What is generally accepted as self-evident applies here in particular: You have to like this music, this very special kind of music. It is special not only because it was created only a few years ago, more precisely in 2015, so not generations before. In addition, the Icelander Jóhann Jóhannsson ventures with his Drone Mass into sound regions that have already been foreshadowed by others, such as the prominent minimalists Pärt or Górecki, but with their extreme electronic alienations, fused with vocals and acoustic instruments, they enter new territory. The Drone Mass, which is by no means a mass in the conventional sense, if "mass" means a mass at all, is dedicated to the internationally renowned American Music Ensemble (ACME), which specializes in contemporary music and worked successfully with the composer, who died prematurely, for over ten years, including joint international concert performances. In view of the nevertheless unusual music, one might get the impression that Deutsche Grammophon Gesellschaft has taken a medium economic risk by recording Drone Mass in 2019. However, the opposite is likely to be the case, as Jóhann Jóhannsson has managed not only to build up a fan base in a manageable amount of time, but to garner some fame and quite widespread notoriety. His 2006 debut album 4AD, in which he quotes passages from the IBM computer manual, was followed by Hollywood successes such as his score for Denis Villeneuve's Sicario. In 2015, he won a Golden Globe for his score for James Marsh's The Theory of Everything and a year later for his contributions to Villeneuve's Arrival. So, the man is no unknown, quite the contrary. Deutsche Grammophon Gesellschaft should have produced with the Drone Mass therefore quite certainly a self-runner.
The vocal part on the album Drone Mass is contributed by the vocal ensemble Theatre of Voices under the direction of Paul Hillier, who founded the highly successful, Grammy Award-winning ensemble specializing in early and contemporary music in 1990. On the album Drone Mass, Theatre of Voices shines with its flawless, low-vibrato, otherworldly beautiful singing. Jóhann Jóhannsson lovingly created the vocal part: Polyphonic singing mixes with elements of Tibetan overtone singing, and iridescent vocal colors make the voices of the vocal ensemble glow with similar mystery as the northern lights make the primal Icelandic nature glow.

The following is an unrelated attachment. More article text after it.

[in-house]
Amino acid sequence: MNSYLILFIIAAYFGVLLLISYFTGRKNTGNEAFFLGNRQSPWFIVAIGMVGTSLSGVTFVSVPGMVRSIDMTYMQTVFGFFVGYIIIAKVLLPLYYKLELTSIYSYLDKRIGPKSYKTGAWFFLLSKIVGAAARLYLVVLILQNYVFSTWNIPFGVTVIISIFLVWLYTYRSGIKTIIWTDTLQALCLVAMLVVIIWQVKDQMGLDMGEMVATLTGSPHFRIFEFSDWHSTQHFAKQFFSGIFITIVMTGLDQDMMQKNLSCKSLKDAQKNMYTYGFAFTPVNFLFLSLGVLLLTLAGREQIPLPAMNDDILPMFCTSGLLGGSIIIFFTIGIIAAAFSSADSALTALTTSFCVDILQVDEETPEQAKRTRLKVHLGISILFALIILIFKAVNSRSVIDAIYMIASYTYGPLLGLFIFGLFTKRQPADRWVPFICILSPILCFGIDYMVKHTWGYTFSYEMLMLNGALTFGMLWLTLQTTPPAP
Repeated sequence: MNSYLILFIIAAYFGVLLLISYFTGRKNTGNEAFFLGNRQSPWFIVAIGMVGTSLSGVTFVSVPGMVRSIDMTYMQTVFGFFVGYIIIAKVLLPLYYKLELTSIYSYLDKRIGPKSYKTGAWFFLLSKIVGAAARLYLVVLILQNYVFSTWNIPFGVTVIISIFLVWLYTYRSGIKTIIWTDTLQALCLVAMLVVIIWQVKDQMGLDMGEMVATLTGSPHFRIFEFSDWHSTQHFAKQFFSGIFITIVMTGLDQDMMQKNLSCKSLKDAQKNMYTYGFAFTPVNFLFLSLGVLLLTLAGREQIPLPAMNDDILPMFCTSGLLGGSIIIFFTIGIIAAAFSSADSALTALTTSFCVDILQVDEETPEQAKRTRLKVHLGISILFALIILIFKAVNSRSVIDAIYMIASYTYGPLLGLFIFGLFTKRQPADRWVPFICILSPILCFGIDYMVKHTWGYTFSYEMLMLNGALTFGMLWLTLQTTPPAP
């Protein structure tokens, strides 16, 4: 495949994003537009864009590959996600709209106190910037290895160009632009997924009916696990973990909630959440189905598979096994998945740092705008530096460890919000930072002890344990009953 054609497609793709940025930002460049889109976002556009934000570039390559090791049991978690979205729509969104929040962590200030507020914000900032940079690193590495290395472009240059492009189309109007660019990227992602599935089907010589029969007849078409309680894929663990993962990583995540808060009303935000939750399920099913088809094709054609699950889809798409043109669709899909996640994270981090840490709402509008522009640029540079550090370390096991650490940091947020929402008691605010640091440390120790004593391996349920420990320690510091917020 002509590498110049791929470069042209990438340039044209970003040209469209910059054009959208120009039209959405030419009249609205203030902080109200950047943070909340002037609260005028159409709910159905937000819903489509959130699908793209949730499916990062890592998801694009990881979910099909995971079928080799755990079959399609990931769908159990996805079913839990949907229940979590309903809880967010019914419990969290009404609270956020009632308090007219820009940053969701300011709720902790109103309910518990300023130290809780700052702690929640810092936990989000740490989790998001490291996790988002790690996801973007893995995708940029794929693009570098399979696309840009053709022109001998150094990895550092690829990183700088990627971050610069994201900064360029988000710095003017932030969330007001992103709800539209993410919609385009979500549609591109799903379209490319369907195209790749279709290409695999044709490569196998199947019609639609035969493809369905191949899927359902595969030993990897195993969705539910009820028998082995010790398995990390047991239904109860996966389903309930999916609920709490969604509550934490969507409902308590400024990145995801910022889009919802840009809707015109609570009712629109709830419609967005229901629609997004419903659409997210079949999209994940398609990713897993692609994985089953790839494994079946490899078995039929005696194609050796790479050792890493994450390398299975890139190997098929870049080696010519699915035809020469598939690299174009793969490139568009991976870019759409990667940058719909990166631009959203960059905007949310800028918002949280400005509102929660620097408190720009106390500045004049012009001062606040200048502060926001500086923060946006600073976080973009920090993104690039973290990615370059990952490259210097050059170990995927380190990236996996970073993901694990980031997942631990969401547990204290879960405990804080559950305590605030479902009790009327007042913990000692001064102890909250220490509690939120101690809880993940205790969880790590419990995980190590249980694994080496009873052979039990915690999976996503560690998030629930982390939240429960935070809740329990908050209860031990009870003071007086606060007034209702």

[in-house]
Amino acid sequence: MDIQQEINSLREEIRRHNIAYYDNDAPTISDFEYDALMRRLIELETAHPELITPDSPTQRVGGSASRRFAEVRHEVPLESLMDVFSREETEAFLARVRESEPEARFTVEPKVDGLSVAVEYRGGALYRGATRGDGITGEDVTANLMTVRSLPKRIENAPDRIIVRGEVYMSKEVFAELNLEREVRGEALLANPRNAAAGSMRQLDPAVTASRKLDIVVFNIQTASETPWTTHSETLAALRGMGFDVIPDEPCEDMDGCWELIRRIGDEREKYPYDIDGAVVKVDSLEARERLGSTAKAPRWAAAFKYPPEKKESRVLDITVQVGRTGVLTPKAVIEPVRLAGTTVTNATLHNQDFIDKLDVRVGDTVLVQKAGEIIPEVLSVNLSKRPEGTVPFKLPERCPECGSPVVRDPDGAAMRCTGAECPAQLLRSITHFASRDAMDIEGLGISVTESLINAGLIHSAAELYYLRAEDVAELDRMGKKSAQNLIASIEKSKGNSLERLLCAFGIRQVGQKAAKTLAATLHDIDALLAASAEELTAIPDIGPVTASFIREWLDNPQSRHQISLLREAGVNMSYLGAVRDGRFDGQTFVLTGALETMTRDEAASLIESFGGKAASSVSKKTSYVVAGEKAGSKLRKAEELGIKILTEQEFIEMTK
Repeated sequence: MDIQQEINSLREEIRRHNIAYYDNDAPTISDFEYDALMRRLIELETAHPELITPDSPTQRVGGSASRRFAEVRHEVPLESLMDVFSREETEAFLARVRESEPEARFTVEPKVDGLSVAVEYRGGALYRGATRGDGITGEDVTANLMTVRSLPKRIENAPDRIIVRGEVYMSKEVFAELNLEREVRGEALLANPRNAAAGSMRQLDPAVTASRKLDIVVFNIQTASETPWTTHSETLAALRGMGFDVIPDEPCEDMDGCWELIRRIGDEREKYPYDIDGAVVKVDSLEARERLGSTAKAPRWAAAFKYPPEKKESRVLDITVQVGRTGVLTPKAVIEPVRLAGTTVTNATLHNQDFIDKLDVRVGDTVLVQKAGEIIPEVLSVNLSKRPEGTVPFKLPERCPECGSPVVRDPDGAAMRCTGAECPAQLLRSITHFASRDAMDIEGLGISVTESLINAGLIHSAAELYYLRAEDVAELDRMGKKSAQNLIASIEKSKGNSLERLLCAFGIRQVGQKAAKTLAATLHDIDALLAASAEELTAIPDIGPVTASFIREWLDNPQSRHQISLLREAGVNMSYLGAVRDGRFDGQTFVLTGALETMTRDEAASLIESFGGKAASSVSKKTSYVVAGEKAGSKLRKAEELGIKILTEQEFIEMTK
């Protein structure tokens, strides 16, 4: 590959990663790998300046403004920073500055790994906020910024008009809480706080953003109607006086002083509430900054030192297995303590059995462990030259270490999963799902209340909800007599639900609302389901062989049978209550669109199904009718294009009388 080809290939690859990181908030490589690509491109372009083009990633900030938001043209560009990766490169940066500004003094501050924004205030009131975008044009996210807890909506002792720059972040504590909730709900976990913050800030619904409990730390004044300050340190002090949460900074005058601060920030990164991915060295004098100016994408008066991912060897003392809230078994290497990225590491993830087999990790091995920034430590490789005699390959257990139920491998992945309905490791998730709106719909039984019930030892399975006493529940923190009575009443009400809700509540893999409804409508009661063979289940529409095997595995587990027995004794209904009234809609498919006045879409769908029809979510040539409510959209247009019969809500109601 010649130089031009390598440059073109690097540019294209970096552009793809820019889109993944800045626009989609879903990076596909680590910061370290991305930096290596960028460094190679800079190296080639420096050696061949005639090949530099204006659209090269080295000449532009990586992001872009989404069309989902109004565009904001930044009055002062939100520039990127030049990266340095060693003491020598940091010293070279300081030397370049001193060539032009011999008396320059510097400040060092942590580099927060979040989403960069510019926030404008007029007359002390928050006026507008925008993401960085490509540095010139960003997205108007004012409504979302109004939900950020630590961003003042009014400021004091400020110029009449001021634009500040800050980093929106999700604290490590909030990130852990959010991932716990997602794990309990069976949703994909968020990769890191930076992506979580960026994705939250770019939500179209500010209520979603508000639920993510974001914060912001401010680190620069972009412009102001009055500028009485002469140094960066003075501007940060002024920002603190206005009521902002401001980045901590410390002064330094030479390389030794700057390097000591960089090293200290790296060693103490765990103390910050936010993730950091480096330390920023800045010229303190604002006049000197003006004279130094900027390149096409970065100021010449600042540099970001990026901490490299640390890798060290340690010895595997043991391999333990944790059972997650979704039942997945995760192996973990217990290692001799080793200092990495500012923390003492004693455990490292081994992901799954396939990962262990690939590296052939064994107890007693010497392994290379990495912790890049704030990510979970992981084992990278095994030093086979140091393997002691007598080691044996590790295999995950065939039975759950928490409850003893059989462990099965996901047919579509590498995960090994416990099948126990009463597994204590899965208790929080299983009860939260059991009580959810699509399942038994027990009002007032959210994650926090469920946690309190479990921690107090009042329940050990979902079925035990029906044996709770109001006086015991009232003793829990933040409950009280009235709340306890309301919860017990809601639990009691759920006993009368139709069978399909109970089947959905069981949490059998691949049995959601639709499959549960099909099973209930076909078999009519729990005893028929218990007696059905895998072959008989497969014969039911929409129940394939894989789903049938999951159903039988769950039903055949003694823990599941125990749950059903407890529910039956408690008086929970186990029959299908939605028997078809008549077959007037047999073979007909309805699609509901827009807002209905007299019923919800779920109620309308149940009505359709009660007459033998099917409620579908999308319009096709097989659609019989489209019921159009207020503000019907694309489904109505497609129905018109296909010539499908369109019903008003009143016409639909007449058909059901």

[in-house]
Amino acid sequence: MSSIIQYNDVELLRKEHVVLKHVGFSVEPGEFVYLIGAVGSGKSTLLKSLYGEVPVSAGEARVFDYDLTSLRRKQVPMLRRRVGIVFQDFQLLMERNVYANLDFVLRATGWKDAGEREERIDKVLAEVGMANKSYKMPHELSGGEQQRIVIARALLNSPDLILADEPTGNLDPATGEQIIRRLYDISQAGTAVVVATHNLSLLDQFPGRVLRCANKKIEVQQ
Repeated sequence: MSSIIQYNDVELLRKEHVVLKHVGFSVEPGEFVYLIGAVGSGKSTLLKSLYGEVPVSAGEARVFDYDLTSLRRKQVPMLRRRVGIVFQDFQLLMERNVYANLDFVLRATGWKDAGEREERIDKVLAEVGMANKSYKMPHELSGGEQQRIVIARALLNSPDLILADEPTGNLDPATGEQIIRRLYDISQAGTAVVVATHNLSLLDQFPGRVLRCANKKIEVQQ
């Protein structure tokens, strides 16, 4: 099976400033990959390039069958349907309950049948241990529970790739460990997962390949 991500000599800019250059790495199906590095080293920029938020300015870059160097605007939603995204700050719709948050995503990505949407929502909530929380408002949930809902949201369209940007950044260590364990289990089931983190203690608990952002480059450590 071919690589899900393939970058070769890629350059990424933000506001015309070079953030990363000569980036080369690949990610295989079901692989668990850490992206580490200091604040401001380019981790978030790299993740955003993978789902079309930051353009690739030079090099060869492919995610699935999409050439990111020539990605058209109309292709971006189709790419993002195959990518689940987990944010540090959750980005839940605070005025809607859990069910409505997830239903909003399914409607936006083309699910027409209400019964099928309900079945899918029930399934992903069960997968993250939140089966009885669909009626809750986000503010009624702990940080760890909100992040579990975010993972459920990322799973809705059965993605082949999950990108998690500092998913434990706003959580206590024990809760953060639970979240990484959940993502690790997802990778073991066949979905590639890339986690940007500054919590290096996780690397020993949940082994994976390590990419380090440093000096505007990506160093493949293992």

While the score for the vocal parts is clearly defined, Jóhann Jóhannsson left the instrumental parts largely open, which is not a problem for the musicians of like ACME on the album Drone Mass after many years of collaboration with the composer, during which they got to know his intentions in detail. A highlight of the album is the movement labeled "Take the night air", which is a touching fusion of electronic and vocal sounds, which evoke a sense of weightless floating emotion.
With Drone Mass, Jóhann Jóhannsson has created a work that, in the congenial performance by ACME and the vocal ensemble Theatre of Voices, may not necessarily reveal its special beauty to every listener or even at first hearing, but which inevitably captivates even listeners who are critical of contemporary music when they spend more time with this subject.
Clarice Jensen, artistic director, cello
Ben Russell, violin
Laura Lutzke, violin
Caleb Burhans, viola
Theatre of Voices:
Else Torp, soprano
Kate Macoboy, soprano
Signe Asmussen, mezzo-soprano
Iris Oja, alto
Paul Bentley-Angell, tenor
Jakob Skjoldborg, tenor
Jakob Bloch Jespersen, bass-baritone
Steffen Bruun, bass
Paul Hillier, conductor